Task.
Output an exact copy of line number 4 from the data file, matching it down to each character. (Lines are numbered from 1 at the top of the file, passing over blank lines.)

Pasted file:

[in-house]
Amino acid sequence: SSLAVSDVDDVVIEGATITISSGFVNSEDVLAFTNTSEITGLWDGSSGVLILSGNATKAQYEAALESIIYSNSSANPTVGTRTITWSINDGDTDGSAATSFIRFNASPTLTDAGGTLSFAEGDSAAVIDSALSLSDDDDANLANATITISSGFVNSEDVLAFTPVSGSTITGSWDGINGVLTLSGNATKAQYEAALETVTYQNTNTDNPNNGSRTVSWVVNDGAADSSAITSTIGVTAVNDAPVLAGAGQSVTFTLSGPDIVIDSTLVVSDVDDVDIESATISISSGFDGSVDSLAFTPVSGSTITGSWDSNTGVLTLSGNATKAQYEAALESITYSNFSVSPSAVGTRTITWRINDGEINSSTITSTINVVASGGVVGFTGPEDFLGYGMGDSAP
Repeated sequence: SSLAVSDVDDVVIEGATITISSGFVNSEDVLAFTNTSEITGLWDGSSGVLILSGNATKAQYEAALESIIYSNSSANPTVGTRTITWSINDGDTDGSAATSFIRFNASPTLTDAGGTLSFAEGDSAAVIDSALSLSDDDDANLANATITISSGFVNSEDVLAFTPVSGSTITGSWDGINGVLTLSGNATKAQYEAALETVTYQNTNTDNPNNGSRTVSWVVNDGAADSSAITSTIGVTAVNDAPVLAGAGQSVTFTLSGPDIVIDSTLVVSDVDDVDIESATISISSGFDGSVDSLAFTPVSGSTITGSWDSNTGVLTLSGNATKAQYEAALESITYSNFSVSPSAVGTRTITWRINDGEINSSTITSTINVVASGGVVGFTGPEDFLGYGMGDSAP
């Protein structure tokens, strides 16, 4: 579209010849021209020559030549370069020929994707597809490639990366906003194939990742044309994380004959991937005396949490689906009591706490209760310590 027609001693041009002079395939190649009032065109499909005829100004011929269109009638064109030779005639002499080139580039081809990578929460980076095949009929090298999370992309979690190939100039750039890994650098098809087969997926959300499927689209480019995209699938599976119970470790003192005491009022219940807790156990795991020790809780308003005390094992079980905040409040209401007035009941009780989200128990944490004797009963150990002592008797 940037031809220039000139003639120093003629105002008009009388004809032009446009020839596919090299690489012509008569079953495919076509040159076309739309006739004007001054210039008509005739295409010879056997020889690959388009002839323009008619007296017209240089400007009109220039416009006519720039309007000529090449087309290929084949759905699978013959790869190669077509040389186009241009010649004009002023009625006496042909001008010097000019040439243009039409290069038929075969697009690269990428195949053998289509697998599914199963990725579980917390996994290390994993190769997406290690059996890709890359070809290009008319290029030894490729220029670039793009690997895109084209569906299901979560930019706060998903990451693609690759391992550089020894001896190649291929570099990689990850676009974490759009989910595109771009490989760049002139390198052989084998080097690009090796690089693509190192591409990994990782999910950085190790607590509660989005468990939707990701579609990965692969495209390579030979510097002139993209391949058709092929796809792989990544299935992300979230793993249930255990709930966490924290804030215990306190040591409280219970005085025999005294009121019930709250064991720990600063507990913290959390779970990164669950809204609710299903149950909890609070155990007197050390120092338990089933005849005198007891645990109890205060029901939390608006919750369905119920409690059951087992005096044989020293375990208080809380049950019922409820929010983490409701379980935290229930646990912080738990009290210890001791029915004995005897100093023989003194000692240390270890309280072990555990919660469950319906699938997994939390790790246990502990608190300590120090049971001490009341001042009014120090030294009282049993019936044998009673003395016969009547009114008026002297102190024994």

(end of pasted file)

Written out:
């Protein structure tokens, strides 16, 4: 579209010849021209020559030549370069020929994707597809490639990366906003194939990742044309994380004959991937005396949490689906009591706490209760310590 027609001693041009002079395939190649009032065109499909005829100004011929269109009638064109030779005639002499080139580039081809990578929460980076095949009929090298999370992309979690190939100039750039890994650098098809087969997926959300499927689209480019995209699938599976119970470790003192005491009022219940807790156990795991020790809780308003005390094992079980905040409040209401007035009941009780989200128990944490004797009963150990002592008797 940037031809220039000139003639120093003629105002008009009388004809032009446009020839596919090299690489012509008569079953495919076509040159076309739309006739004007001054210039008509005739295409010879056997020889690959388009002839323009008619007296017209240089400007009109220039416009006519720039309007000529090449087309290929084949759905699978013959790869190669077509040389186009241009010649004009002023009625006496042909001008010097000019040439243009039409290069038929075969697009690269990428195949053998289509697998599914199963990725579980917390996994290390994993190769997406290690059996890709890359070809290009008319290029030894490729220029670039793009690997895109084209569906299901979560930019706060998903990451693609690759391992550089020894001896190649291929570099990689990850676009974490759009989910595109771009490989760049002139390198052989084998080097690009090796690089693509190192591409990994990782999910950085190790607590509660989005468990939707990701579609990965692969495209390579030979510097002139993209391949058709092929796809792989990544299935992300979230793993249930255990709930966490924290804030215990306190040591409280219970005085025999005294009121019930709250064991720990600063507990913290959390779970990164669950809204609710299903149950909890609070155990007197050390120092338990089933005849005198007891645990109890205060029901939390608006919750369905119920409690059951087992005096044989020293375990208080809380049950019922409820929010983490409701379980935290229930646990912080738990009290210890001791029915004995005897100093023989003194000692240390270890309280072990555990919660469950319906699938997994939390790790246990502990608190300590120090049971001490009341001042009014120090030294009282049993019936044998009673003395016969009547009114008026002297102190024994």